At present these mobile units are placed at large gatherings in the UK basically forming a ring fence around the venue. (So for example a match at the Millennium Stadium in Cardiff, or perhaps a Cliff Richard Conference in Bournemouth 😉 ).

The point is, it wouldn’t actually take much effort to mount a few of these cameras on all major roads and already you have a system of tracking people in real time.  Of course this relies on the information being on the system in the first place, and again, it only tracks the car, not the person. It doesn’t tell you who is driving the car.

UK Road Charges – Alternative Solution?

A few months ago when the UK government was talking about the proposed ‘pay-as-you-drive‘ scheme I couldn’t quite understand what all the fuss was about.

The following is an excerpt from today’s BBC News web site:

More road-charging debate pledged

The transport secretary has pledged to listen to opponents of the introduction of UK road charging.

Douglas Alexander said he will hear the concerns of more than a million people who signed a petition opposing pay-as-you-drive road charges.

The government has insisted that doing nothing would lead to a 25% increase in congestion in less than a decade.

But Mr Alexander said it was important to have a proper debate on the subject and consider a range of views.

The petition, which is the most popular on the Downing Street web site, calls for the scrapping of the “planned vehicle tracking and road pricing policy”.

It was posted by Peter Roberts, from Telford, Shropshire, who describes charging as an “unfair tax”.

Mr Roberts – whose petition broke through the million-signature barrier on Saturday – believes charging is unfair on poor people and those who live apart from their families.

From: http://news.bbc.co.uk/1/hi/uk_politics/6352957.stm

I signed the petition because I don’t agree with the methods they are discussing in tackling the problem with our transport system.
(Road charging petition).

I am not against the policy because of the big brother fears that have been expressed by certain groups, but because I think there must be a much better, more simpler approach that could be taken.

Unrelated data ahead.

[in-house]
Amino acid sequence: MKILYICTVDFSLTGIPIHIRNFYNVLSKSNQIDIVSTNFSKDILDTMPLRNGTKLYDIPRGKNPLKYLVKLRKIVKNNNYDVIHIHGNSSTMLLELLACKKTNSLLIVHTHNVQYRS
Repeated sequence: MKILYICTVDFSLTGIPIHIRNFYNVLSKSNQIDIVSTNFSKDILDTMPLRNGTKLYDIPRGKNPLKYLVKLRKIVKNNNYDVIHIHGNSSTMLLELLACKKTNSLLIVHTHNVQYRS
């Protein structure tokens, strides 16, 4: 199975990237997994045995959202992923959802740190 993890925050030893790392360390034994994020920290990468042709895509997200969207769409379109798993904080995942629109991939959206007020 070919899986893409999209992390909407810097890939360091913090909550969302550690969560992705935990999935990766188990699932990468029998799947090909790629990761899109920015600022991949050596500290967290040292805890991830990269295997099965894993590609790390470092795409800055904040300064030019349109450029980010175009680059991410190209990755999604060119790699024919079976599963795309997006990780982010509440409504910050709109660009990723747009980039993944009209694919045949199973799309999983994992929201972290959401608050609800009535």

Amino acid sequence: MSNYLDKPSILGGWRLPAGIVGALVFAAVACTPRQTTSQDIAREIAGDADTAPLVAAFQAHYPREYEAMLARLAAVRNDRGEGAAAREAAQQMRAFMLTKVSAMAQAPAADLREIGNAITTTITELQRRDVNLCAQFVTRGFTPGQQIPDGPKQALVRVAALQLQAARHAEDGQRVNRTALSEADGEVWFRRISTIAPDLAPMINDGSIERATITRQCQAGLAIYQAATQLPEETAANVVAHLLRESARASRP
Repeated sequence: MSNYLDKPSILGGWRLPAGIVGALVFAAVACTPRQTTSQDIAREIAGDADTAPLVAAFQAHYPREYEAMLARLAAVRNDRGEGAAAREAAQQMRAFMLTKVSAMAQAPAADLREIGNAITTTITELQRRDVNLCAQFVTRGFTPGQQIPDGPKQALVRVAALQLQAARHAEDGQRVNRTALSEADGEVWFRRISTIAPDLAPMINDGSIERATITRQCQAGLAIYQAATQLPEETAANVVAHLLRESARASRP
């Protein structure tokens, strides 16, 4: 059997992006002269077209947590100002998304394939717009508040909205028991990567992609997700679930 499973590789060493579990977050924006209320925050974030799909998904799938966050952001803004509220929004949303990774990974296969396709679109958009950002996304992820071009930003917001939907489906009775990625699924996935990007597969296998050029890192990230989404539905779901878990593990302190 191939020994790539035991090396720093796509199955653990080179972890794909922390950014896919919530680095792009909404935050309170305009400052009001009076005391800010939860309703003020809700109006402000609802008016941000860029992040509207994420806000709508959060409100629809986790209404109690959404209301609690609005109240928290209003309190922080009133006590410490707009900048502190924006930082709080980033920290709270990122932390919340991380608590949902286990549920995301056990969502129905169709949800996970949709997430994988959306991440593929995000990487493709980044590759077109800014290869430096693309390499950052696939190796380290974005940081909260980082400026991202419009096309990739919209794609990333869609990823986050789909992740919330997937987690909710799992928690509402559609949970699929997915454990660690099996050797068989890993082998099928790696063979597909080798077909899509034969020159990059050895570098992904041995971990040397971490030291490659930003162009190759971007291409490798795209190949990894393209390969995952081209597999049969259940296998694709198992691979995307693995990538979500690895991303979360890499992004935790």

We all know that most people in the UK would be against extra taxes, because no one likes to pay any more tax than they currently do.
So I wouldn’t put it past the government if the current proposals are designed to instill the fear of big brother tactics in the UK people.
But given the governments history on the Air Traffic Control System, the NHS Super Computer Network and the National ID Card scheme, I wouldn’t rule out the idea that they would waste billions more on a such a difficult scheme to implement such as the pay-as-you-drive‘ scheme.

Forgetting about the ‘big brother’ idea, just the technology required to track and charge every single vehicle on the road would require something far beyond what we have at present.
There is technology available now that would come close, but how do you make it reliable enough.
For example if the system required having a device in my car that tracks where I drive, how long before someone places the transmitter/receiver in some sort of Faraday cage that restricts the signal between the vehicle and the satellite system.
What happens during times of bad weather that reduces the signal quality.
These are just small problems that the system would have to overcome.

The trials performed by the BBC ( http://news.bbc.co.uk/1/hi/uk/6160174.stm ) showed charges of up to £2,338 a year for one driver.

Continue reading “UK Road Charges – Alternative Solution?”